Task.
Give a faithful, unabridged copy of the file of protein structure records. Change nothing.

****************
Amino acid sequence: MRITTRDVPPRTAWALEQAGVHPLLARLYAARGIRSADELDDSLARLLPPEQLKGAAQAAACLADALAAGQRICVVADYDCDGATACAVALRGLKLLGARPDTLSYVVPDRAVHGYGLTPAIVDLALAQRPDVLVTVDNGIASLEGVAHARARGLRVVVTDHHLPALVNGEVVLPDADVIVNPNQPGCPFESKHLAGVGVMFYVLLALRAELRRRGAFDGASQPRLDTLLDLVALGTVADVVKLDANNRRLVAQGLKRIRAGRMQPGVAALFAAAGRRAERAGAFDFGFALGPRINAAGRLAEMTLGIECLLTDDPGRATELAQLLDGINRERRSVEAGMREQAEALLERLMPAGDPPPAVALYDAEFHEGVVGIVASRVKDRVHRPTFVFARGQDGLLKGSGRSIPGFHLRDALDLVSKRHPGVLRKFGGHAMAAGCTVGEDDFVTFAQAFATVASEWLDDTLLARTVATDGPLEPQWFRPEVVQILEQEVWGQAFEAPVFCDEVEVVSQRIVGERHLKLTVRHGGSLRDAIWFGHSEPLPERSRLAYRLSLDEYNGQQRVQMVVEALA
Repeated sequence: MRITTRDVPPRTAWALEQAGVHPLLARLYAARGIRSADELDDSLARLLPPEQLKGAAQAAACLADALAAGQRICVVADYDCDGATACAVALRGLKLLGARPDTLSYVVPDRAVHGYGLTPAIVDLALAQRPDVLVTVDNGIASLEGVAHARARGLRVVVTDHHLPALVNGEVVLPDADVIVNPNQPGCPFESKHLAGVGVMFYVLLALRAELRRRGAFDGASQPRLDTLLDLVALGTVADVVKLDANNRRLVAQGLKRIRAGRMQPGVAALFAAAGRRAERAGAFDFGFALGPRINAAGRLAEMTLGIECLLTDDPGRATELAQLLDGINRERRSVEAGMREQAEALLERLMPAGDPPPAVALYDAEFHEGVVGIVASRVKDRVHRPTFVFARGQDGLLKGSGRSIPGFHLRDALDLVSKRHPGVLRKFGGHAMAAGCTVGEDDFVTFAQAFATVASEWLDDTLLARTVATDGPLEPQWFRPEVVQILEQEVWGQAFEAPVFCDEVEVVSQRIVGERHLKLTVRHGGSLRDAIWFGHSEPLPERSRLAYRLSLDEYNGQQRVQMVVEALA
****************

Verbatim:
Amino acid sequence: MRITTRDVPPRTAWALEQAGVHPLLARLYAARGIRSADELDDSLARLLPPEQLKGAAQAAACLADALAAGQRICVVADYDCDGATACAVALRGLKLLGARPDTLSYVVPDRAVHGYGLTPAIVDLALAQRPDVLVTVDNGIASLEGVAHARARGLRVVVTDHHLPALVNGEVVLPDADVIVNPNQPGCPFESKHLAGVGVMFYVLLALRAELRRRGAFDGASQPRLDTLLDLVALGTVADVVKLDANNRRLVAQGLKRIRAGRMQPGVAALFAAAGRRAERAGAFDFGFALGPRINAAGRLAEMTLGIECLLTDDPGRATELAQLLDGINRERRSVEAGMREQAEALLERLMPAGDPPPAVALYDAEFHEGVVGIVASRVKDRVHRPTFVFARGQDGLLKGSGRSIPGFHLRDALDLVSKRHPGVLRKFGGHAMAAGCTVGEDDFVTFAQAFATVASEWLDDTLLARTVATDGPLEPQWFRPEVVQILEQEVWGQAFEAPVFCDEVEVVSQRIVGERHLKLTVRHGGSLRDAIWFGHSEPLPERSRLAYRLSLDEYNGQQRVQMVVEALA
Repeated sequence: MRITTRDVPPRTAWALEQAGVHPLLARLYAARGIRSADELDDSLARLLPPEQLKGAAQAAACLADALAAGQRICVVADYDCDGATACAVALRGLKLLGARPDTLSYVVPDRAVHGYGLTPAIVDLALAQRPDVLVTVDNGIASLEGVAHARARGLRVVVTDHHLPALVNGEVVLPDADVIVNPNQPGCPFESKHLAGVGVMFYVLLALRAELRRRGAFDGASQPRLDTLLDLVALGTVADVVKLDANNRRLVAQGLKRIRAGRMQPGVAALFAAAGRRAERAGAFDFGFALGPRINAAGRLAEMTLGIECLLTDDPGRATELAQLLDGINRERRSVEAGMREQAEALLERLMPAGDPPPAVALYDAEFHEGVVGIVASRVKDRVHRPTFVFARGQDGLLKGSGRSIPGFHLRDALDLVSKRHPGVLRKFGGHAMAAGCTVGEDDFVTFAQAFATVASEWLDDTLLARTVATDGPLEPQWFRPEVVQILEQEVWGQAFEAPVFCDEVEVVSQRIVGERHLKLTVRHGGSLRDAIWFGHSEPLPERSRLAYRLSLDEYNGQQRVQMVVEALA